As I continue to re-read "Codependent No More", I am now sure that I have indeed come a long way in my recovery.
Here are some of the lessons that I feel I have put under my belt:
I no longer believe that "fixing" my husband will make me feel better. Clearly I have learned that not only will I never fix him, but these problems are mine to deal with, and mine alone. Checkmark. I can't fix him. I've got to find a way to feel better on my own.
Codependents love to keep all eyes on the alcoholic. Most people, even those who are very close to them, have no idea what goes on inside the codependent person's head. As people have read this journal, they say to me, "I had no idea you were going through this. I never saw any signs that you felt so much anxiety and depression. You always seemed so "together" to me!". Codpenedents are masters of manipulation. Also, for years I thought everything that was wrong with me and my marriage was all my husband's fault. He's the one with the problem. I don't go around making big messes and expecting someone to clean up after me. I was so responsible, so dependable. I knew I felt miserable, but put all the blame on my husband. So all eyes were focused on him and his "wrong doings". Once I identified the problems with me, I was able to focus on myself, and stop focusing on my husband's behaviors. Checkmark. I stopped putting everyone's eyes on him, and started working on healing myself.
Codpendents are controlling because everything around them is out of control. They are manipulative because manipulation appears to be the only way to get things done. They feel they are crazy because they have believed so many lies they don't know what reality is. Checkmark. I'm not crazy! I'm not crazy!! This one is huge for me, because for years, I genuinely felt that I was. I still have lots of work to do on control issues, but I understand why I am the way I am, and why I feel the way I feel. And I'm not crazy.
So with those lessons learned, I will share a great Sunday fable from the Introduction of the book.
Once upon a time, a woman moved to a cave in the mountains to study with a guru. She wanted to learn everything there was to know. The guru supplied her with stacks of books and left her. Every morning he returned and every morning he asked her, "Have you learned everything there is to know yet?" Each morning her answer was the same. "No, I haven't". The guru would then strike her over the head with his wooden cane and leave.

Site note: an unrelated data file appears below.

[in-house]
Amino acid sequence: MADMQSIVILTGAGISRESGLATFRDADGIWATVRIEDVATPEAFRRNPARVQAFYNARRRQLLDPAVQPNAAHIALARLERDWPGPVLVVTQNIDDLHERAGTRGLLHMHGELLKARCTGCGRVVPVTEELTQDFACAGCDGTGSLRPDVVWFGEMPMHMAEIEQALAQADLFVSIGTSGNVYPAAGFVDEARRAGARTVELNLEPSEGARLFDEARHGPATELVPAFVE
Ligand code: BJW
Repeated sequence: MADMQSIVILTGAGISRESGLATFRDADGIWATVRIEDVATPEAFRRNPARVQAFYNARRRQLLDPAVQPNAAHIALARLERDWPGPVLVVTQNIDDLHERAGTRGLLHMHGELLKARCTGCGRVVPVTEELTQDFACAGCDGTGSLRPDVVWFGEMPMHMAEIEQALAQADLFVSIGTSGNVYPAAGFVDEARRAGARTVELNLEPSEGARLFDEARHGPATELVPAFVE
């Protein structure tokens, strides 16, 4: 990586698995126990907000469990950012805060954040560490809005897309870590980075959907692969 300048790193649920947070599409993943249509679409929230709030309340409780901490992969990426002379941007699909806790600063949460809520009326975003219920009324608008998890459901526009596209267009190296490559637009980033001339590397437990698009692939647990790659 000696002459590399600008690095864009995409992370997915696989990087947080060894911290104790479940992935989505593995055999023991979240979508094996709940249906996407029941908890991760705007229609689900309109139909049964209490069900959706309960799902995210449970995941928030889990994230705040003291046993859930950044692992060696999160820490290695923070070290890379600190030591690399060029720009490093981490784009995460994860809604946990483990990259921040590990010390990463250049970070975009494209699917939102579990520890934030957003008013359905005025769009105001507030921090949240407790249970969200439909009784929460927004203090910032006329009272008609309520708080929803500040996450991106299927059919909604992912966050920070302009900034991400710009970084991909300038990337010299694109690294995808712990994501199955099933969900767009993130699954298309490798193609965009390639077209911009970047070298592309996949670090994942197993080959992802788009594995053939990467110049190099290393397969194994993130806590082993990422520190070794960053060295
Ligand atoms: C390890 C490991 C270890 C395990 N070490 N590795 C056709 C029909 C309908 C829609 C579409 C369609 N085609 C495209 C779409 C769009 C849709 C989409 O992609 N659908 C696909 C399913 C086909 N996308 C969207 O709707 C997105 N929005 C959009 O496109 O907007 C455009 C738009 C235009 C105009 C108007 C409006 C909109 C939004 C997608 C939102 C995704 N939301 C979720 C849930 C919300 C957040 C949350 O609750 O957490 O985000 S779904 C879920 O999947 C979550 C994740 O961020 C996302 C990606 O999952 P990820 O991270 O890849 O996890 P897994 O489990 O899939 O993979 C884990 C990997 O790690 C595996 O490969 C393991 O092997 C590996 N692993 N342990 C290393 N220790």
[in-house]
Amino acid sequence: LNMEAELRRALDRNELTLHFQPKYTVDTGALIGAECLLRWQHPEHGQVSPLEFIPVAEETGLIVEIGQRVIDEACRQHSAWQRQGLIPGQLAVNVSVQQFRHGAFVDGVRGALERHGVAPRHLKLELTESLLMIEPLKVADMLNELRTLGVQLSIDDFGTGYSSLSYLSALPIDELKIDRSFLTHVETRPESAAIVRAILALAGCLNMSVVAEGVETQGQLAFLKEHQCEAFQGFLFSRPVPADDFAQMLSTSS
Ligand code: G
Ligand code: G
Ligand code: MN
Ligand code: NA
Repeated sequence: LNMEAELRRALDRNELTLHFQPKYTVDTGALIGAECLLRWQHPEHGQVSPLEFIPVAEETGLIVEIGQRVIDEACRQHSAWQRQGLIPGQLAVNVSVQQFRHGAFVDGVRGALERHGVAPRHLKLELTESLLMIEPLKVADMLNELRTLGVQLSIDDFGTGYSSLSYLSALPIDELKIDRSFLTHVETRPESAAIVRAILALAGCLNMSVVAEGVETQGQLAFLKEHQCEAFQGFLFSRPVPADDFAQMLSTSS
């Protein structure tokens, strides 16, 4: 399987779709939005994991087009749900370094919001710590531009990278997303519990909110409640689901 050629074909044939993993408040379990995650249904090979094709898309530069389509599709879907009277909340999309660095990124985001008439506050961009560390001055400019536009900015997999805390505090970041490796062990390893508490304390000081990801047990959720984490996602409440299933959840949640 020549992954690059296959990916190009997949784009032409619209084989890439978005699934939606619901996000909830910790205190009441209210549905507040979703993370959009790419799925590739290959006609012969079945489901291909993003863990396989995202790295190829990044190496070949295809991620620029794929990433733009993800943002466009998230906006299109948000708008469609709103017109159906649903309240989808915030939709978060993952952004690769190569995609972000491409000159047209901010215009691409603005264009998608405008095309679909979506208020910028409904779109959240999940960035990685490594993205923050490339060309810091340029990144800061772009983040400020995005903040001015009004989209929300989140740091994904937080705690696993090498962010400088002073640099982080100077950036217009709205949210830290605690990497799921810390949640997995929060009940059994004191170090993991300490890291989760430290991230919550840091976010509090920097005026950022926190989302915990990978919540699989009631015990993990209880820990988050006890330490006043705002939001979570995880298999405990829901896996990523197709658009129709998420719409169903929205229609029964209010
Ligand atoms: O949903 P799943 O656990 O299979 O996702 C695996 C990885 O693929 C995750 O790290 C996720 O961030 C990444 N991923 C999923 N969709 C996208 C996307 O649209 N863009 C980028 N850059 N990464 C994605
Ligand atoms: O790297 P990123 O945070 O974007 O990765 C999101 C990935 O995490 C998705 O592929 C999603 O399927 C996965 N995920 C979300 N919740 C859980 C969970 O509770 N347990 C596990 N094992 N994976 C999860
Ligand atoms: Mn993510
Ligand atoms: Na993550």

This went on for months. One day the guru entered the cave, asked the same question, heard the same answer, and raised his cane to hit her the same way, but the woman grabbed the cane, stopping his assault in midair.
Relieved to end the daily batterings, but fearing reprisal, the woman looked up at the guru. To her surprise, the guru smiled. "Congratulations," he said, "you have graduated. You now know everything you need to know."
"How's that?" the woman asked.
"You have learned that you will never learn everything there is to know. And you have learned how to stop the pain."
A codependent person is one who has let another person's behavior affect him or her, and who is obsessed with controlling that person's behavior.
The following two "Detach" journal entries will give you a crash course:
"An Answer to a Prayer" dated Nov 1, 2008 "How Did We Wind Up Here?" dated Nov 2, 2008
About This Journal
In 2008 I had the life changing realization that there was a name for what I'd always felt was "wrong" with me. After 20 years of thumbing through various self-help books. I learned about codependence.
I began writing this journal to document my journey out. Over time, it's evolved into something more. While I still talk about codependence (I know now, it will never totally leave me), this blog has turned into the thumbprint of my life; a therapeutic journal for me to sort out a lifetime of thoughts and memories. I believe in being honest with myself and others, and when something is bothering me, I reach out. With a support team of strong, smart women surrounding us, we can all continue to grow. I'm trying to live my best life, in pursuit of a Healthy Mind, a Healthy Body.